Today, I’m gonna write a piece I call “the Ballad of Bayley.”
Last year, I told you about my teenage daughter’s love for Sasha Banks, today, it’s my younger two daughters and WWE Women’s Champion Bayley.
The character of Bayley is arguably the most relatable character on TV. She’s a fan that got to live her dream. My 10 and 7 year old adore Bayley and everything she stands for. They once waited in the snow for six hours, in their hugger shirts and Bayley tassels just to catch a glimpse of their TV best friend (and hugs. Their goal in life is to get a hug from Bayley). My Twitter feed is dominated by photos of them in full Bayley cosplay. Bayley’s character was dismissed as being “Just Bayley.” She wasn’t special; just ordinary. But this mantra of “Just Bayley” was so important to her fan base of little girls. My own daughter is painfully shy. She struggles to make friends and when picked on for her small size and quiet demeanour (she’d rather read and do math than play sports), she decided she was “just her,” and that was enough. After all, Bayley was just Bayley and she became a champion. Being yourself is cool! While adults complained about Bayley’s character and direction, kids got the message; Bayley is herself and that’s enough, and if you just be yourself, you are enough.
When Bayley made her way out at Wrestlemania 33, my two small girls squealed with joy, as their hero was finally living her dream. They sat in their Bayley gear and side ponytails, imitating her entrance. They cheered her on loudly from home, and big sister even joined in (after her beloved Sasha Banks got eliminated) & all three jumped up and down and cheered when Bayley retained her championship. They cried with her, their best friend won. My oldest, who wants to be a wrestler herself, said that she couldn’t wait for her moment like that, while the little two were so happy that their best friend Bayley won and when they got to school, they could talk about it with their girlfriends.
Which brings me to why I adore this character so much. It isn’t just because she’s a good role model for my girls, or she’s relatable. It’s because I feel like she’s an overlooked but key reason why so many female fans are watching WWE. Yes, you have the Bella Twins, who introduced wrestling to the mainstream, and Sasha Banks and Charlotte, who made history, but Bayley is just as important, because she’s just Bayley.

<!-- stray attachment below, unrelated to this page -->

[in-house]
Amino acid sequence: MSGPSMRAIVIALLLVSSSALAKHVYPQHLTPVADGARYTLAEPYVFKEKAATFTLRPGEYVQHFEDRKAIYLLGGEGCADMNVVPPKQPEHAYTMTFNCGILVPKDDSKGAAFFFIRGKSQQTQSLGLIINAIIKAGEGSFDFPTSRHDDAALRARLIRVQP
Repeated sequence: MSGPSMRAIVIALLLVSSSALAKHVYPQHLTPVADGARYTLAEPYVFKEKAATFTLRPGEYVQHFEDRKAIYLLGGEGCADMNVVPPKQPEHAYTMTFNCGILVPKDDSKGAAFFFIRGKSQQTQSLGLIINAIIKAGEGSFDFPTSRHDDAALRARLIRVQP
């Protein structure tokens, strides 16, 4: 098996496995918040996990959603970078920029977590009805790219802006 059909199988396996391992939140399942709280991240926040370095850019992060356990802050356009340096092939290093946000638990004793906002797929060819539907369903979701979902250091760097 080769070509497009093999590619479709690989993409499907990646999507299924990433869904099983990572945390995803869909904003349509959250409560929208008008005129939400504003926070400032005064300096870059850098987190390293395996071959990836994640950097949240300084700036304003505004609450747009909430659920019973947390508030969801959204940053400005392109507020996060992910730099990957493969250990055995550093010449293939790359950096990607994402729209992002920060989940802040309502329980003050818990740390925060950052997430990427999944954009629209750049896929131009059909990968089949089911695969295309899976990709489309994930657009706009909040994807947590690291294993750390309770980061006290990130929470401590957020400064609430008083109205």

Just two years ago, my girls & I were among just a handful of women who watched WWE. This past October, we were among dozens of little girls with their side ponytails and tassels, screaming the lyrics to Bayley’s entrance song. While yes, there were other women who helped usher in a new era, the character of Bayley opened up a new world to little girls that had been previously excluded from. I remember when little MHC wanted to play wrestlers with her brother and his friends, with a Miss Elizabeth action figure in one hand and an Andre the Giant in the other and the boys laughing, saying girls can’t play. Teen MHC was mocked mercilessly for my HBK posters on my wall, while the boys said I only watched pay per views with them because I wanted them to like me. My own girls were picked on at live events by grown men because they chose Nikki Bella & AJ Lee shirts over male superstars. But the character of Bayley allowed little girls to feel included in a world they were originally banned from. The world of NXT, originally for die hard fans, became the world of Bayley. Each week Bayley brought her brightly coloured world to the ring, another little girl realized they belonged too. Bayley allowed little girls to feel like they belonged, and she did it by being just Bayley.
Representation matters. You can preach equality all you want, but unless you can see it, it’s not there. There are a great many women who helped pave the way for female fans to find role models, but for little girls, it took a best friend to give them a hug and tell them that they belonged anywhere they wanted to be and they deserved it by just being themselves. I sometimes think that we as adults get so caught up in our perception of promo quality or what we think that we miss the lesson; that it’s okay to just be you. Because of that, I think we don’t realize just how important or powerful a character like Bayley truly is. No gimmick, no catchphrase. She’s just like us and that’s just enough.